Military Wiki
HMS Belleisle (1795)
Belleisle PU5705.jpg
HMS Belleisle after the Battle of Trafalgar
Career (France)
Name: Lion, Marat, Formidable
Namesake: Jean-Paul Marat
Builder: Rochefort shipyard
Laid down: 1793 as Lion
Launched: 29 April 1794
Renamed: Marat in 1794
Formidable in May 1795
Captured: 23 June 1795, by Royal Navy at the Battle of Groix
Career (UK)
Name: HMS Belleisle
Acquired: by capture, 23 June 1795
Fate: Broken up, 1814
General characteristics [1]
Class & type: Téméraire-class ship of the line
Displacement: 2,966 tonnes
5,260 tonnes fully loaded
Length: 55.87 metres (183.3 ft) (172 pied)
Beam: 14.90 metres (48 ft 11 in)
Draught: 7.26 metres (23.8 ft) (22 pied)
Propulsion: Up to 2,485 m2 (26,750 sq ft) of sails

74 guns:

16 × 8-pounder long guns
4 × 36-pdr carronades
Armour: Timber

Lion was a Téméraire class 74-gun third rate ship of the line of the French Navy, which later served in the Royal Navy. She was built at Rochefort. She was later renamed Marat and then Formidable, with the changing fortunes of the French Revolution. She took part in the Action of 6 November 1793, managing to rake HMS Alexander.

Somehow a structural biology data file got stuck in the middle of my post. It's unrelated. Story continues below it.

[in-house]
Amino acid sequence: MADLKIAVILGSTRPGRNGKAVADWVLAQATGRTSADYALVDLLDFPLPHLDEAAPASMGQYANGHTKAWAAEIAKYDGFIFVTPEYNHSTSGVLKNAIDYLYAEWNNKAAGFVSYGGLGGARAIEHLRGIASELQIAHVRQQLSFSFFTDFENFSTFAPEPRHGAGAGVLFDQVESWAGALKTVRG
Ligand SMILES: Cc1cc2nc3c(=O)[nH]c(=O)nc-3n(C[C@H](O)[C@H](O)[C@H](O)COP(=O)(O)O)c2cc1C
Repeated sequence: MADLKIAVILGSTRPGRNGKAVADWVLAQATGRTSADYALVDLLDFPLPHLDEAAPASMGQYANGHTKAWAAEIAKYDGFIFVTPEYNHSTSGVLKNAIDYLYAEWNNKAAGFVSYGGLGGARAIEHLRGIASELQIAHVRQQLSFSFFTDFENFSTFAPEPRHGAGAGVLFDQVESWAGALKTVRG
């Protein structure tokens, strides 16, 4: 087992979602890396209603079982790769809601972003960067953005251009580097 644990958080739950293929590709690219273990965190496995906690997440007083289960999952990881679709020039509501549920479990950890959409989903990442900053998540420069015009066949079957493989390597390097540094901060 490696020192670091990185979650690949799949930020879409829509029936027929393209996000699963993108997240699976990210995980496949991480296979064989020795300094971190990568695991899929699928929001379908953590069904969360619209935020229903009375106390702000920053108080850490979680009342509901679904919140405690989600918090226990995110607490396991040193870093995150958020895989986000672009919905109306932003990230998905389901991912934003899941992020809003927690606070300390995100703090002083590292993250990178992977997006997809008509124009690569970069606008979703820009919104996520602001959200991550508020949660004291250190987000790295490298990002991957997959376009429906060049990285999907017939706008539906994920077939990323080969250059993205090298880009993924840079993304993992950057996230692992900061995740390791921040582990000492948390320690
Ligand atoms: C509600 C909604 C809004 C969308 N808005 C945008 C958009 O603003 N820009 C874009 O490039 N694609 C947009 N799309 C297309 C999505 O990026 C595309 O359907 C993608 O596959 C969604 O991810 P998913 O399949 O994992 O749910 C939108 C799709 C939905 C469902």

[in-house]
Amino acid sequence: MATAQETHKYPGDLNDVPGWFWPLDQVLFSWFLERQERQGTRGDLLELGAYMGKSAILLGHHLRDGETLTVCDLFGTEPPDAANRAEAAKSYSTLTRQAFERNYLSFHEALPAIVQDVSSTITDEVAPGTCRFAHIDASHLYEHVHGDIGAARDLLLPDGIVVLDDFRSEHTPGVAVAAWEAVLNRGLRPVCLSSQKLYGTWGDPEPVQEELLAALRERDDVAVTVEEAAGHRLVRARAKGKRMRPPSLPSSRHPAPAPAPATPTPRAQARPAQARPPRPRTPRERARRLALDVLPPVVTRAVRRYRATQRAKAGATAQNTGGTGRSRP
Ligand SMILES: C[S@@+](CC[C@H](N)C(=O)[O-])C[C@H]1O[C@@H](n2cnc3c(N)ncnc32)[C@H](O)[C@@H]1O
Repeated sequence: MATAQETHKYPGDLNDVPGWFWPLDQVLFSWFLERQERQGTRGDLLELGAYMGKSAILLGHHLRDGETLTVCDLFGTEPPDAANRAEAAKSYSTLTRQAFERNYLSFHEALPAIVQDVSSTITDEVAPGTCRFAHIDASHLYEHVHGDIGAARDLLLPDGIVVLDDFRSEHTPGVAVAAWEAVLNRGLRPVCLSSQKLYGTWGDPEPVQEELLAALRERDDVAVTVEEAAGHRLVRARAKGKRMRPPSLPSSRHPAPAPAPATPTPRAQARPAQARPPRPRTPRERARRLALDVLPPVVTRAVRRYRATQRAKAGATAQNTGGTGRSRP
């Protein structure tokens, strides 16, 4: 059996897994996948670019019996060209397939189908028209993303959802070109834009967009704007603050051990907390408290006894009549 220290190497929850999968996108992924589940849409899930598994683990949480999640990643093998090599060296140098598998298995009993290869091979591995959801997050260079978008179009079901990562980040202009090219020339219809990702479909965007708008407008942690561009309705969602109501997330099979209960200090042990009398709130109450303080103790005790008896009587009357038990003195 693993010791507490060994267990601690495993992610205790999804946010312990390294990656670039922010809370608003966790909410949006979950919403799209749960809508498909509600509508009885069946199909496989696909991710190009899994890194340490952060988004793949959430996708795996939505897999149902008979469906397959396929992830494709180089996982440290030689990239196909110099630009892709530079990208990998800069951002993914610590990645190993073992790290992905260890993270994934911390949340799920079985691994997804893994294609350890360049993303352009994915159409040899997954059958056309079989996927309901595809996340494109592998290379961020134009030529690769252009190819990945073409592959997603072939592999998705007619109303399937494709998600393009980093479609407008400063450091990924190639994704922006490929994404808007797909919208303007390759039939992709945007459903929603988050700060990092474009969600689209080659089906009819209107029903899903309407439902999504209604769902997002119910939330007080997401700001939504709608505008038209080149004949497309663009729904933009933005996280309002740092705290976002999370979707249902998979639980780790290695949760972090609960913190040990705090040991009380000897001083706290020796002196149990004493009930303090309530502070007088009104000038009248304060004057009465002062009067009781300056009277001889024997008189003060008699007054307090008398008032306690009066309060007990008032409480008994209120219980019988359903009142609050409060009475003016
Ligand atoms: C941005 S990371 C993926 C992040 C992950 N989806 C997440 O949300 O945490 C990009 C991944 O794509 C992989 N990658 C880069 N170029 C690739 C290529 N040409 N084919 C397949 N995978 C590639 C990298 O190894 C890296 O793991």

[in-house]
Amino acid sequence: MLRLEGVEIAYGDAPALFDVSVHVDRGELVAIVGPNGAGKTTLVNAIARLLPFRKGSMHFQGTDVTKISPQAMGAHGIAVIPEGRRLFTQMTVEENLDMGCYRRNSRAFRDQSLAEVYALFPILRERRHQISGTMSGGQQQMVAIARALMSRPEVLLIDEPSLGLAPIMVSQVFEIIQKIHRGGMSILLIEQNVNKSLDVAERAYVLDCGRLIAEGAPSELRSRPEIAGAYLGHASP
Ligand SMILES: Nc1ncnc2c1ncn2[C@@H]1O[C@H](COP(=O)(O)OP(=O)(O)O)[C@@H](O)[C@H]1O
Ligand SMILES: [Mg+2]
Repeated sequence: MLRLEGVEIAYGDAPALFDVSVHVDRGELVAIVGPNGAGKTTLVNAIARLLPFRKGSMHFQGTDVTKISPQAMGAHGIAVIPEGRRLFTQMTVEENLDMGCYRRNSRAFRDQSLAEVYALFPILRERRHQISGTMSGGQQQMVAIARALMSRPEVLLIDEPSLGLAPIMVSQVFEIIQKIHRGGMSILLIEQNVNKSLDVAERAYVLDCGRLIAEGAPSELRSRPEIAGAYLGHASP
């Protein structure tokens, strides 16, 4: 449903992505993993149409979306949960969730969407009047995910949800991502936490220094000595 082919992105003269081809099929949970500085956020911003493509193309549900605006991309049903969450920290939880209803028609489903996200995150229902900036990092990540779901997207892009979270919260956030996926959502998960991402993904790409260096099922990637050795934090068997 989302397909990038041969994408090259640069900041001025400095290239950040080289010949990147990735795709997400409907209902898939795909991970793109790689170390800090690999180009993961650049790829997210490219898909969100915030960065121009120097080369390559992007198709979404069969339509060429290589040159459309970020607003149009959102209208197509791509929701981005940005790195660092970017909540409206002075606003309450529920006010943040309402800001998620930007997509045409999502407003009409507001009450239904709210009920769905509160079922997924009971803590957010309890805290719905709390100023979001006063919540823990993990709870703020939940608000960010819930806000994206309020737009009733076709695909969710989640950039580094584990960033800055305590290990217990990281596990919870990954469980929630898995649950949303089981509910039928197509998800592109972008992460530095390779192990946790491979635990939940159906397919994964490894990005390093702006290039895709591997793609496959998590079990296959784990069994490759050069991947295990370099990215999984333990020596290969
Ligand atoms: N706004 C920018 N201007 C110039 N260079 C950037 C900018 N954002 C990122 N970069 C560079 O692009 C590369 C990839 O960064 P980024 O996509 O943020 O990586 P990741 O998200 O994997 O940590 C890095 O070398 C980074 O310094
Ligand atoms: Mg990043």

Fighting under captain Linois on 23 June 1795 at the Battle of Groix, she was captured by HMS Barfleur near the French port of Lorient. She was taken into service in the Royal Navy, but because the Navy already had a Formidable, she was renamed Belleisle, apparently in the mistaken belief that she had been captured off Belle Île, rather than the Île de Groix.

Belleisle PU4054.jpg

Captained by William Hargood, she was the second ship in the British lee column at the Battle of Trafalgar in 1805, and as such was engaged by the Franco-Spanish ships Achille, Aigle, Neptune, Fougueux, Santa Ana, Monarca and San Juan Nepomuceno. She was soon completely dismasted (the only British ship which suffered that fate), unable to manœuvre and largely unable to fight, as her sails blinded her batteries, but kept flying her flag for 45 minutes until the British ships behind her in the column came to her rescue. With 33 dead and 93 wounded, she was then towed to Gibraltar after the battle by the frigate HMS Naiad.

From 1811 she was in Portsmouth harbour, and in 1814 the decision was taken to have her broken up.


  1. Clouet, Alain (2007). "La marine de Napoléon III : classe Téméraire - caractéristiques". Retrieved 4 April 2013.  (French)

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